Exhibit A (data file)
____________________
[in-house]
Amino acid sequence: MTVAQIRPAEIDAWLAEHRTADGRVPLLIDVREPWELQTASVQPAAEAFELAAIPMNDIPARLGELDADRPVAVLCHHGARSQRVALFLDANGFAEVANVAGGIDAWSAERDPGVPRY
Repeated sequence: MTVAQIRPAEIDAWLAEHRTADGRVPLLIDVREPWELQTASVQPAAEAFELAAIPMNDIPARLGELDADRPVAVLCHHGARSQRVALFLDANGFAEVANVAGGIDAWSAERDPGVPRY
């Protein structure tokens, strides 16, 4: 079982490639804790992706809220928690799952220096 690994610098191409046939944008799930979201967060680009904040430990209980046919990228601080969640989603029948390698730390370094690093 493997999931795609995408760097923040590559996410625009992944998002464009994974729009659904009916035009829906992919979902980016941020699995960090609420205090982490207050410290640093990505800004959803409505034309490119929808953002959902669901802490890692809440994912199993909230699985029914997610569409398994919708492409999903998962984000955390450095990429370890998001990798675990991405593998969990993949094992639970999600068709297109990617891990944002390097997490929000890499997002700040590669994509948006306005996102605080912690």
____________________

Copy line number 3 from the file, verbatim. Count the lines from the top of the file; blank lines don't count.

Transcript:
Repeated sequence: MTVAQIRPAEIDAWLAEHRTADGRVPLLIDVREPWELQTASVQPAAEAFELAAIPMNDIPARLGELDADRPVAVLCHHGARSQRVALFLDANGFAEVANVAGGIDAWSAERDPGVPRY